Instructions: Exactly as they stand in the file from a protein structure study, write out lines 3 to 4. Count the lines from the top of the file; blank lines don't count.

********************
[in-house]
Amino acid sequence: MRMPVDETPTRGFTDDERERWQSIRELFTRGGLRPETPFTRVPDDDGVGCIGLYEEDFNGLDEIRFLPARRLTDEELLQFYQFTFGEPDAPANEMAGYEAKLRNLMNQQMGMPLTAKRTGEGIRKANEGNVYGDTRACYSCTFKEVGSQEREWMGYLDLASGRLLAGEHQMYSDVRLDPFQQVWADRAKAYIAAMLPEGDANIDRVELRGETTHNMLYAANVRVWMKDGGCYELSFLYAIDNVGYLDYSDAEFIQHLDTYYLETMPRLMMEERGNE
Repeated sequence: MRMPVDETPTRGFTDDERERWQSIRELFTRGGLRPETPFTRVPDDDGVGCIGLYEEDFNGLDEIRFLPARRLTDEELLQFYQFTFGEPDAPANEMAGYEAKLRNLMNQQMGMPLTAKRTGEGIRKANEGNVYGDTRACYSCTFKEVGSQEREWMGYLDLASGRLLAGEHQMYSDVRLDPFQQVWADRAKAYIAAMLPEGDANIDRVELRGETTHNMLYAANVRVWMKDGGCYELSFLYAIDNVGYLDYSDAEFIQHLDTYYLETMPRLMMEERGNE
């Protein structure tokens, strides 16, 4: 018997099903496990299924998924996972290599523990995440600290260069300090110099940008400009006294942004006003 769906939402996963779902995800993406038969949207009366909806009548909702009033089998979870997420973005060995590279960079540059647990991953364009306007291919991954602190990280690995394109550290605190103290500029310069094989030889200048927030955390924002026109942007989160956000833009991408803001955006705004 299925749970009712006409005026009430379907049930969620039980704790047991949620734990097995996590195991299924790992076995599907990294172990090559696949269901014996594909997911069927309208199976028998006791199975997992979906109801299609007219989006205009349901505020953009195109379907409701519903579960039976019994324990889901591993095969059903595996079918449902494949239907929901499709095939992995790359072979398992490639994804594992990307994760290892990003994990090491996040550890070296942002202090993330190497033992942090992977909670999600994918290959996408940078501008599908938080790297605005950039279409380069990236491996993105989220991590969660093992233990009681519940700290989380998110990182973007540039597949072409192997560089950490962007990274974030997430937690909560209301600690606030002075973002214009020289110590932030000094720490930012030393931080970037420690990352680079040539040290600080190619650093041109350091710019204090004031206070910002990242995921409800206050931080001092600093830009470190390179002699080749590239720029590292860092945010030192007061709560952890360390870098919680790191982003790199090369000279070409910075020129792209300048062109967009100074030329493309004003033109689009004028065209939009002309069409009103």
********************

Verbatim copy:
Repeated sequence: MRMPVDETPTRGFTDDERERWQSIRELFTRGGLRPETPFTRVPDDDGVGCIGLYEEDFNGLDEIRFLPARRLTDEELLQFYQFTFGEPDAPANEMAGYEAKLRNLMNQQMGMPLTAKRTGEGIRKANEGNVYGDTRACYSCTFKEVGSQEREWMGYLDLASGRLLAGEHQMYSDVRLDPFQQVWADRAKAYIAAMLPEGDANIDRVELRGETTHNMLYAANVRVWMKDGGCYELSFLYAIDNVGYLDYSDAEFIQHLDTYYLETMPRLMMEERGNE
């Protein structure tokens, strides 16, 4: 018997099903496990299924998924996972290599523990995440600290260069300090110099940008400009006294942004006003 769906939402996963779902995800993406038969949207009366909806009548909702009033089998979870997420973005060995590279960079540059647990991953364009306007291919991954602190990280690995394109550290605190103290500029310069094989030889200048927030955390924002026109942007989160956000833009991408803001955006705004 299925749970009712006409005026009430379907049930969620039980704790047991949620734990097995996590195991299924790992076995599907990294172990090559696949269901014996594909997911069927309208199976028998006791199975997992979906109801299609007219989006205009349901505020953009195109379907409701519903579960039976019994324990889901591993095969059903595996079918449902494949239907929901499709095939992995790359072979398992490639994804594992990307994760290892990003994990090491996040550890070296942002202090993330190497033992942090992977909670999600994918290959996408940078501008599908938080790297605005950039279409380069990236491996993105989220991590969660093992233990009681519940700290989380998110990182973007540039597949072409192997560089950490962007990274974030997430937690909560209301600690606030002075973002214009020289110590932030000094720490930012030393931080970037420690990352680079040539040290600080190619650093041109350091710019204090004031206070910002990242995921409800206050931080001092600093830009470190390179002699080749590239720029590292860092945010030192007061709560952890360390870098919680790191982003790199090369000279070409910075020129792209300048062109967009100074030329493309004003033109689009004028065209939009002309069409009103």